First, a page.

With the first people starting to receive the COVID-19 vaccines in the UK, there are feelings of excitement and trepidation in equal measures. With the first 800,000 doses to be administered over the coming weeks, many questions are being raised by employers and employees alike; particularly whether employers can force employees to be immunised.
In England and Wales, the Public Health (Control of Disease) Act 1984 gives the government powers to prevent, control or mitigate the spread of a contamination, but it explicitly prevents a person from being required to undertake medical treatment. This law has been extended to the devolved nations of Scotland and Northern Ireland via the Coronavirus Act 2020.
Reduce workplace risks
The Health and Safety at Work Act 1974 ("the Act") requires employers to take reasonable steps to reduce workplace risks. Under the Act, employees also have a duty to cooperate with their employer to reduce workplace risks. It follows that a reasonable step to reduce the risk of COVID-19 in the workplace could be to require employees to take the vaccine, as immunisation of employees will allow for a return to 'normal' in the workplace. If an employer carried out a risk assessment and concluded that having a vaccine is the most reasonably practicable way of controlling the risk of COVID-19 then, in theory, they could order the vaccination as a health and safety requirement.
Given that the government is not making the vaccination mandatory, the employer would be able to argue that this control measure is a best practice measure rather than a reasonably practicable one.
On that basis, it would also suggest that any refusal to get a vaccine would not amount to a health and safety breach.
Vaccination procedures and policies
In order to ensure compliance with the Act, employers will need to put in place well thought out and considered strategies, procedures and policies concerning the vaccine. They should consider their internal communication strategies to deliver clear communications regarding the vaccine to its employees.
Employers will need to update their risk assessments when the vaccine has been rolled out more widely. Such risk assessments are even more important in certain workplaces, such as health and care, where the risks of infection are higher.
The risk assessment may also need to provide for those who have and have not had the vaccine, which raises the question whether employers need to know whether individuals have been vaccinated against COVID-19.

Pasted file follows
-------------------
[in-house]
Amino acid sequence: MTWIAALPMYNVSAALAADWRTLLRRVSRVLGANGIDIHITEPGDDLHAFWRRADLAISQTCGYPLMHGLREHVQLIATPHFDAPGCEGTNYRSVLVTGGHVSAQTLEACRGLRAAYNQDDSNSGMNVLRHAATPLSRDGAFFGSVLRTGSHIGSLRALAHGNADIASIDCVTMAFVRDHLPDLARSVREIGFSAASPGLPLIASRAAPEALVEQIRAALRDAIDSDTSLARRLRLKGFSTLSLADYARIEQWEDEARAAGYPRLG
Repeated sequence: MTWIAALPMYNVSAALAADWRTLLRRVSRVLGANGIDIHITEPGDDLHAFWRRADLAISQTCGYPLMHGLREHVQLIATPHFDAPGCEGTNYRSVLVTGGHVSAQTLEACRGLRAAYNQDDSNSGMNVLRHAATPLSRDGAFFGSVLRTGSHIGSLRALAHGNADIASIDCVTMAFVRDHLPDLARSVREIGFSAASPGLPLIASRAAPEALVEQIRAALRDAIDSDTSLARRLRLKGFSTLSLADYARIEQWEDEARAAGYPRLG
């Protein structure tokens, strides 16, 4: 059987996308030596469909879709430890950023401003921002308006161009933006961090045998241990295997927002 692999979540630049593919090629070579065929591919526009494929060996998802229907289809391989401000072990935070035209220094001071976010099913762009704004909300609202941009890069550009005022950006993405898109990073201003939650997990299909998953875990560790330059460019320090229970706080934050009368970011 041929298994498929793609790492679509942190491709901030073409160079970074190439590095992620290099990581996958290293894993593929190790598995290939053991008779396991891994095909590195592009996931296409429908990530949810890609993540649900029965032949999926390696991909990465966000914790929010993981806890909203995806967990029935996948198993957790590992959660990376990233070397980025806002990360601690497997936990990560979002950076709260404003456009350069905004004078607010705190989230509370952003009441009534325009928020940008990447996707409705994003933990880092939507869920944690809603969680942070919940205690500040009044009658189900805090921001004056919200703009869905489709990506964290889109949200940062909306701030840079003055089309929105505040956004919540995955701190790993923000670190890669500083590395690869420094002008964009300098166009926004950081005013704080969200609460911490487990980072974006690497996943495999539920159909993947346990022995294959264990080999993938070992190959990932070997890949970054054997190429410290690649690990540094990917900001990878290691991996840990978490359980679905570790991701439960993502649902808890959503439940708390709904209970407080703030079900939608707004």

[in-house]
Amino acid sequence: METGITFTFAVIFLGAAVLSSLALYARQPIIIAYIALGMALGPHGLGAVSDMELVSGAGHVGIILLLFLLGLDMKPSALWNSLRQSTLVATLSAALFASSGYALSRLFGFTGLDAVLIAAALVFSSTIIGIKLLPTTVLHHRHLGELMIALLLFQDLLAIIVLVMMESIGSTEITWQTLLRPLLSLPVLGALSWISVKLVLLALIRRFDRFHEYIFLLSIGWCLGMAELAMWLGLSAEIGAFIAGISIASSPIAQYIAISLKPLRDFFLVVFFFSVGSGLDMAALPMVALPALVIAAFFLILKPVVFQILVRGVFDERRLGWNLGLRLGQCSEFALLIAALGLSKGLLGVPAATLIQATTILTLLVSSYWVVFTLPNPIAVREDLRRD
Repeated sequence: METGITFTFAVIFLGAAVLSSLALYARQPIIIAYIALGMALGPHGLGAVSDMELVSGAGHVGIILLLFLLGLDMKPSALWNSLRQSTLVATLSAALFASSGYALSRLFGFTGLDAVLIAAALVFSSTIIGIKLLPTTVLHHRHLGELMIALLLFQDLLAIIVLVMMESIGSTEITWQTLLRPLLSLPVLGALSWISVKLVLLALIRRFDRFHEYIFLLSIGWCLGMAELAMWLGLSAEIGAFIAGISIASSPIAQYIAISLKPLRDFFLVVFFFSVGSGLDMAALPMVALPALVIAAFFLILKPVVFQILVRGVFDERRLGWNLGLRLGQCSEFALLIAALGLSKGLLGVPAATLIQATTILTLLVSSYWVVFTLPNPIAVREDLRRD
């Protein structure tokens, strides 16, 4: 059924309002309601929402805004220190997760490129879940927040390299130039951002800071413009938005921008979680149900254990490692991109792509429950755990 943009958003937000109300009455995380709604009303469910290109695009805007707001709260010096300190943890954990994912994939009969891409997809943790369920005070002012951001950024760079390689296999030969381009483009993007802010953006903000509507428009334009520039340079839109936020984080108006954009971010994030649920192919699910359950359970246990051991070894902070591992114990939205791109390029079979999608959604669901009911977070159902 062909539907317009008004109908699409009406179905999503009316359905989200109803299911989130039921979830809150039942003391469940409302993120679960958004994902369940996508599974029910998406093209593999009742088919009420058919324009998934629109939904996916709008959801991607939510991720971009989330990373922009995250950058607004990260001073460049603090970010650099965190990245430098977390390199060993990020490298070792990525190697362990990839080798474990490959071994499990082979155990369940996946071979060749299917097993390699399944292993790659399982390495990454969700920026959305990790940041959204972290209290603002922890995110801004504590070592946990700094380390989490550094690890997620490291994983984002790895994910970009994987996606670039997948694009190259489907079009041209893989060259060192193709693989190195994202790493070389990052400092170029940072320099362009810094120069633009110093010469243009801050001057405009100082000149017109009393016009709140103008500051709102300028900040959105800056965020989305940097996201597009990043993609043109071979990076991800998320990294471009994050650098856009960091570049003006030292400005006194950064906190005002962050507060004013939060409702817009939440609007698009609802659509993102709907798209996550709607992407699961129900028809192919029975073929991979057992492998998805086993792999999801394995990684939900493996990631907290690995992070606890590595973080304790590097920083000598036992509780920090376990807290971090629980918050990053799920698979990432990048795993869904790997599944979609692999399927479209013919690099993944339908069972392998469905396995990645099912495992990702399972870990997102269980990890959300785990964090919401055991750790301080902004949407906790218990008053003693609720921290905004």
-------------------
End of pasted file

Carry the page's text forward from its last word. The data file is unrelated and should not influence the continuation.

Employers will have to make data protection considerations as the Information Chief Commissioner's office has confirmed that an employee's health information is special category personal data. It is imperative that employers ensure that they handle their employee's data carefully, and only collect data that is necessary.
Avoiding discriminatory behaviour
There are medical reasons why employees may choose not to take the vaccine, for example those who have severe allergies and where there are religious and social beliefs involved. Employers must take care in the approach they take in relation to the vaccine, so as not to discriminate against people who hold these views. Under the Equality Act 2010, employees are protected against discrimination on the grounds of religion or belief. Recent case law confirms that this protection extends to ethical vegans. If employers intend to mandate the vaccine, then they will be open to discrimination claims, so they must consider an appropriate approach so as not to discriminate.
At present, it is difficult to say what the correct approach should be. Much will depend on the individual business who will now have to consider the measures discussed above – data protection, religious beliefs and employment rights – in their risk assessment process. It may well be that employers will want to consider the prospect of only allowing a return to the workplace of staff who have been immunised, but any future UK-wide 'herd immunity' will make it difficult for employers to justify such an approach.
Guidance for employers
The government is likely to issue guidance for employers when the vaccine becomes more readily available, at which point these questions can be reconsidered. What we can say from our experience of the past nine months is that communication with the workforce is imperative to ensure a harmonised approach to any changes and controls that are made to ensure the business is COVID-secure.